Regardless of whether the City of Portland adopts a mandate requiring the seismic retrofit of unreinforced masonry (URM) buildings, the realities of a probable major seismic event in the next 50 years are sobering — with life-altering, social, financial and economic implications for everyone in the region. For many building owners, a retrofit requirement may seem financially infeasible if they lack the liquidity to pay for potential retrofits and cannot secure funding from risk-averse lenders. Though it may be months or even years before the city finalizes or implements a mandate, building owners can and should start evaluating now the potential costs of seismic retrofits to protect life and property — and whether federal, state or other grant money may be applied to offset these costs.
According to the city’s URM Building Policy Committee Report, Portland’s URM building inventory includes more than 550 historic buildings, including those listed on the National Register of Historic Places, local landmarks, those that contribute to historic districts, and buildings located in conservation districts. Additionally, most of Portland’s more than 1,500 total URM buildings were constructed prior to 1960, meaning by age, they are potentially eligible for listing as historic structures.
Each building will first need an assessment to determine the appropriate retrofit scope, approach, and costs. Depending on the scope, owners of designated historic or potentially register-eligible properties may benefit from federal tax credits that offset the cost of building upgrades, of which seismic retrofit efforts may be a part. Federal rehabilitation tax credits permit owners of designated historic structures to reclaim 20% of building rehabilitation hard and soft project costs. Another similar program allows for a 10% credit for non-designated commercial buildings predating 1936. These tax credits are available now and are not dependent on the city’s URM policy.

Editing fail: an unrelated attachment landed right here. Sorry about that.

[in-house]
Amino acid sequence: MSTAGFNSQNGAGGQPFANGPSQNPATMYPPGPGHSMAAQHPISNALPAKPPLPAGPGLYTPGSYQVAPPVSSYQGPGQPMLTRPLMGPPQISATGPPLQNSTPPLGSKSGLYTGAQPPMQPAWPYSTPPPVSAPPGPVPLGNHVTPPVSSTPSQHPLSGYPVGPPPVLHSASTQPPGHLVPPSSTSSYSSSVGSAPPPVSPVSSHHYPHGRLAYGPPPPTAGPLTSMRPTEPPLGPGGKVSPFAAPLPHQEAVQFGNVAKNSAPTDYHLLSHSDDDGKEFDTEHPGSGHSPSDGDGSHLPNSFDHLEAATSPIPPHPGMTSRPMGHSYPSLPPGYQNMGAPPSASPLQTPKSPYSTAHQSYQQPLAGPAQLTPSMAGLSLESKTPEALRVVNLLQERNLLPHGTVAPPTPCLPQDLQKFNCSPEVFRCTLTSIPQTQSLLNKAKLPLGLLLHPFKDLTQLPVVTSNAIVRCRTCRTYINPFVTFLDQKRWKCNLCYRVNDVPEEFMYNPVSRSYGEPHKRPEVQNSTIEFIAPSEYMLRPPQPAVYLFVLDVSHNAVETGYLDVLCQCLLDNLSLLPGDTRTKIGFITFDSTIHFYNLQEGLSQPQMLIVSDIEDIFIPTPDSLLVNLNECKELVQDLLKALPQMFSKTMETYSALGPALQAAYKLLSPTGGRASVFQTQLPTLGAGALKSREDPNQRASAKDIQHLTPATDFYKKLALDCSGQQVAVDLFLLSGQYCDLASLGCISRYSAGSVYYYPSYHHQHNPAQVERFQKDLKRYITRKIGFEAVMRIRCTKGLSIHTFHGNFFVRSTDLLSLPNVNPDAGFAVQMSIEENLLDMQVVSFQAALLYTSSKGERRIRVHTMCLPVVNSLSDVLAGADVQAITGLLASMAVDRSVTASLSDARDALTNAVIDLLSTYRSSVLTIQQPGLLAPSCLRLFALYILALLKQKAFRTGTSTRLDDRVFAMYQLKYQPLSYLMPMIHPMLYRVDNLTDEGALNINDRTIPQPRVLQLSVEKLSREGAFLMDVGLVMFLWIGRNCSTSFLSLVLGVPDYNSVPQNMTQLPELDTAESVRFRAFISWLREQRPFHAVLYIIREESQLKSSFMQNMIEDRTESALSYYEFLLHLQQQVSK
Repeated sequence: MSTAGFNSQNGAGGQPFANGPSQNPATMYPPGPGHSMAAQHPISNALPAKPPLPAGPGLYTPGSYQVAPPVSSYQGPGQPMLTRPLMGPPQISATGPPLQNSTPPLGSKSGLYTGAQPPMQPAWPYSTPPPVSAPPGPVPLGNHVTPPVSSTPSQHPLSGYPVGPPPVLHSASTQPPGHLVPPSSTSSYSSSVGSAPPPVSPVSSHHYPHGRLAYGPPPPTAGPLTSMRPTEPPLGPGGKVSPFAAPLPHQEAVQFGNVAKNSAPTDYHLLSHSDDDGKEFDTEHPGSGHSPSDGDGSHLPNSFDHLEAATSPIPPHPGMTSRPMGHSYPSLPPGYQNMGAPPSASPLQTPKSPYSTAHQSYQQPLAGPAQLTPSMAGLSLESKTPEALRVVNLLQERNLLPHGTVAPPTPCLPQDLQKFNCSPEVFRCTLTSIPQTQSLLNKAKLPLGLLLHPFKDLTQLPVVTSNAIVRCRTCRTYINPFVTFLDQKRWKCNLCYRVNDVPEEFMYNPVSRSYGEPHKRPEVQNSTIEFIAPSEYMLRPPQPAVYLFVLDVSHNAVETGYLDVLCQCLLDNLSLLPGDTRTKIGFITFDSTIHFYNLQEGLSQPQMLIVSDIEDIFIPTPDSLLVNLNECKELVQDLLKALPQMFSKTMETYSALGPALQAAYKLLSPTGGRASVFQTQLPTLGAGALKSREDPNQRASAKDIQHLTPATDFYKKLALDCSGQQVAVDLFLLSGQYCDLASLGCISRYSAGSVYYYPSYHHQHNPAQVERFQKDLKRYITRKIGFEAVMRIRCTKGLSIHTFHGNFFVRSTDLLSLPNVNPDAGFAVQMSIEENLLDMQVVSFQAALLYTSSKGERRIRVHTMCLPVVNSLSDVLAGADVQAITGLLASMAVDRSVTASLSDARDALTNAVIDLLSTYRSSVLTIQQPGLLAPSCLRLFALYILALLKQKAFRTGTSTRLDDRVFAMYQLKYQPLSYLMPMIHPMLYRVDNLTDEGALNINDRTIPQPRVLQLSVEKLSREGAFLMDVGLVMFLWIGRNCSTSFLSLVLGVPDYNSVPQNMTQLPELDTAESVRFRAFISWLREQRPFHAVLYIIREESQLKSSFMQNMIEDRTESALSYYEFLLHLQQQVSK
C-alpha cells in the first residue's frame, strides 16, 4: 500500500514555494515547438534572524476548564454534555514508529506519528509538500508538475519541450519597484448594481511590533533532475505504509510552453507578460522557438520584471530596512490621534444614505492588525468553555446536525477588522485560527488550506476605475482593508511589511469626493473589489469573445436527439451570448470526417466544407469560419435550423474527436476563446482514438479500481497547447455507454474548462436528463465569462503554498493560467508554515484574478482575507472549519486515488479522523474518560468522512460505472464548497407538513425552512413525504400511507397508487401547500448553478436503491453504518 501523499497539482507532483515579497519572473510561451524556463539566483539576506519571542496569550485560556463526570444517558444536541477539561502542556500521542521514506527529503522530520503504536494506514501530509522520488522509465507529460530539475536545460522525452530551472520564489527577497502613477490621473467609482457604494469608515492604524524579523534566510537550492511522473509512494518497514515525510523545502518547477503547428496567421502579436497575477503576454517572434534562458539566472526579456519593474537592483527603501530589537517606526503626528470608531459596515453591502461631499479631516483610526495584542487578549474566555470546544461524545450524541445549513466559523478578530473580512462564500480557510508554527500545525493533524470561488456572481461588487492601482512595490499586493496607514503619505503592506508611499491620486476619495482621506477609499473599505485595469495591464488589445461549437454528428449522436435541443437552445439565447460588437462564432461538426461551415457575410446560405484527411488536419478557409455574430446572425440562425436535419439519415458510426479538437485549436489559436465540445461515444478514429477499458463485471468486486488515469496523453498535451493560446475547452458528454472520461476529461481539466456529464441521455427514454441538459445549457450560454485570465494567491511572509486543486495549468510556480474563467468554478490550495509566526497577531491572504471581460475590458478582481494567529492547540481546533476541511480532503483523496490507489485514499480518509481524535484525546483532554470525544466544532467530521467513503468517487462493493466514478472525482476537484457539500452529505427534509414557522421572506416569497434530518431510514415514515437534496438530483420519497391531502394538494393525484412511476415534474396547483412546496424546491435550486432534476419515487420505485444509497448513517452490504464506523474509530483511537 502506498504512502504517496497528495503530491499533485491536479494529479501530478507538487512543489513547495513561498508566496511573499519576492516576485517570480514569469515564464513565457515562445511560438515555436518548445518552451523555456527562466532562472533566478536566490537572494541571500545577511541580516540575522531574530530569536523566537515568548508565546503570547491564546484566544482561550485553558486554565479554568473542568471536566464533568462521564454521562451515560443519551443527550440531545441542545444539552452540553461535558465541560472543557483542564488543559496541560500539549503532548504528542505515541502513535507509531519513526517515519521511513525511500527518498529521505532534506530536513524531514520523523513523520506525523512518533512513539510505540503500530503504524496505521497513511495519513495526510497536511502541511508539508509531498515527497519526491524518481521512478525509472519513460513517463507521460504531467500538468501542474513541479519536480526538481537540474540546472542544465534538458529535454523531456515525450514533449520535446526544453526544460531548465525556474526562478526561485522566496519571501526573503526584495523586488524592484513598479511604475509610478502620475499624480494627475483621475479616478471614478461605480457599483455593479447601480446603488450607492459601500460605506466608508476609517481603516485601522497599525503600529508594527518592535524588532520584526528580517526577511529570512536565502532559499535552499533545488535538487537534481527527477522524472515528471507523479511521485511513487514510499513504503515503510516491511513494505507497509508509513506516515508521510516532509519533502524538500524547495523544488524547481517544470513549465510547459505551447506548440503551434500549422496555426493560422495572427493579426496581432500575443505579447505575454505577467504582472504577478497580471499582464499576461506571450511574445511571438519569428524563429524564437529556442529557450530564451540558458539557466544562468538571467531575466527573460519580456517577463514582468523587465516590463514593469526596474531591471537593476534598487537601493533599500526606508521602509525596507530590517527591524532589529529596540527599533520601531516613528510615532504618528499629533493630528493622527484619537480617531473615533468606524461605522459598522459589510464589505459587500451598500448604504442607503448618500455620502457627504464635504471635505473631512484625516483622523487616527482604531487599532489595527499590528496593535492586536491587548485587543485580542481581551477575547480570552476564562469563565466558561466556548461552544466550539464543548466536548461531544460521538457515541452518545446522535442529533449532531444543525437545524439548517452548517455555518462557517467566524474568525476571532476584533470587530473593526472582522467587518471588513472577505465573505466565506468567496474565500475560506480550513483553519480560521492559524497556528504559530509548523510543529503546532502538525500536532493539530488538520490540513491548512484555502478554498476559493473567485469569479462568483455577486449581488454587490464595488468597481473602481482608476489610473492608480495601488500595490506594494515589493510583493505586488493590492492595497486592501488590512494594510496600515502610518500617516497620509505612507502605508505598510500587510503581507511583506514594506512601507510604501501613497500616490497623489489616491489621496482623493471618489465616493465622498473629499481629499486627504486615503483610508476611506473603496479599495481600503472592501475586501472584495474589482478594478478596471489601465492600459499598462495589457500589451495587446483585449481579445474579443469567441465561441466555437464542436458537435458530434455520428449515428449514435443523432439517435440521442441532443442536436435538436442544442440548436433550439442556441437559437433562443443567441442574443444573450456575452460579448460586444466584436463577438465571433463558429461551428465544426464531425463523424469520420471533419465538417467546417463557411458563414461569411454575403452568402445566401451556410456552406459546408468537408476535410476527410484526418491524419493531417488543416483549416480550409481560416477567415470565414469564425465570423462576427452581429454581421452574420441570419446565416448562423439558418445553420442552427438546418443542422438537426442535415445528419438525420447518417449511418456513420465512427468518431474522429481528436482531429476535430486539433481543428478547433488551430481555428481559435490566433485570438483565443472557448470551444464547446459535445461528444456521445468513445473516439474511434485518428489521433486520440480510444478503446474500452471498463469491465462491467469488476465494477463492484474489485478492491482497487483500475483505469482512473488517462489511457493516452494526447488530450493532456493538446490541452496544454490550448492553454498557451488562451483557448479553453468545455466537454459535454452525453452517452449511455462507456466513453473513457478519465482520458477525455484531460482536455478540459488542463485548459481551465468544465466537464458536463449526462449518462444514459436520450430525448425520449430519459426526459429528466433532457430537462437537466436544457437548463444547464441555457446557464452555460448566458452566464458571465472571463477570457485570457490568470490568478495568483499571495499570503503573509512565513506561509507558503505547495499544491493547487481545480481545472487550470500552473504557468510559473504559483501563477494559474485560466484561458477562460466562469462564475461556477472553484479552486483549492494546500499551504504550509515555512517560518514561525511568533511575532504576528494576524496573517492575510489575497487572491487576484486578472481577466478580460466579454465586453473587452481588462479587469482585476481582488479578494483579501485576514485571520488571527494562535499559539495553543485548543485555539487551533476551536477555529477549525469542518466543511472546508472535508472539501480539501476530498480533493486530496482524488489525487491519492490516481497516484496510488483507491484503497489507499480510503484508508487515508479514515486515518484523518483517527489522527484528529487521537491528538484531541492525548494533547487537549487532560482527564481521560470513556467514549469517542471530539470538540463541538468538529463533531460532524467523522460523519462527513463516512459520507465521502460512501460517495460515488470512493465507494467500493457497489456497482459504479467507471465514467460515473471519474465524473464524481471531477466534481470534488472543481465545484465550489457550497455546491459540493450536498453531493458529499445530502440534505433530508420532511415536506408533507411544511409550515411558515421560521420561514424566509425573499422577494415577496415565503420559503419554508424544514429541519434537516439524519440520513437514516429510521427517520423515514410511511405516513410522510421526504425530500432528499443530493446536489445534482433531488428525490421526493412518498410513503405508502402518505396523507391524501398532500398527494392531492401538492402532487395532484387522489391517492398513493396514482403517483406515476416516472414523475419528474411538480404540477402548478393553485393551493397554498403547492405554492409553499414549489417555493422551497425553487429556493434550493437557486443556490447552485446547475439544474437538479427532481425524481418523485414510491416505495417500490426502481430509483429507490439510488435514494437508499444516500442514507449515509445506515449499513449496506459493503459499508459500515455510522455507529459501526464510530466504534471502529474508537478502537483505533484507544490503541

Tax credits are only one aspect of financial incentives available to historic property owners; another option includes the State of Oregon Special Assessment property tax incentive, which “freezes” taxes for 10 years at the current assessed property value. During the 10-year tax freeze, owners must make investments of at least 10% of the property’s current market value, without an increase in assessed value, and must do so in the first five years of the 10-year window.
Owners and developers may not be looking for substantial design changes to their buildings, and therefore may plan to consult directly with structural engineers. However, engaging experienced historical design professionals is essential if a building’s historic status, features, or eligibility are in question, or need to be considered before any changes are made to ensure assessments, applications, and documentation are conducted properly, in the correct sequence, and in accordance with local, state and federal guidelines.
Hennebery Eddy’s specialized Historic Resources Group has deep experience with the complexities and benefits of rehabilitating historic buildings and offers a breadth of historic preservation services, including National Register of Historic Places nominations, Section 106 and Section 110 compliance, historic preservation tax incentives, and historic building surveys and assessments. Our team can help you make your building more resilient while protecting your investment and following the guidelines for historic properties. Connect with us to find out what options may be available for your historic property.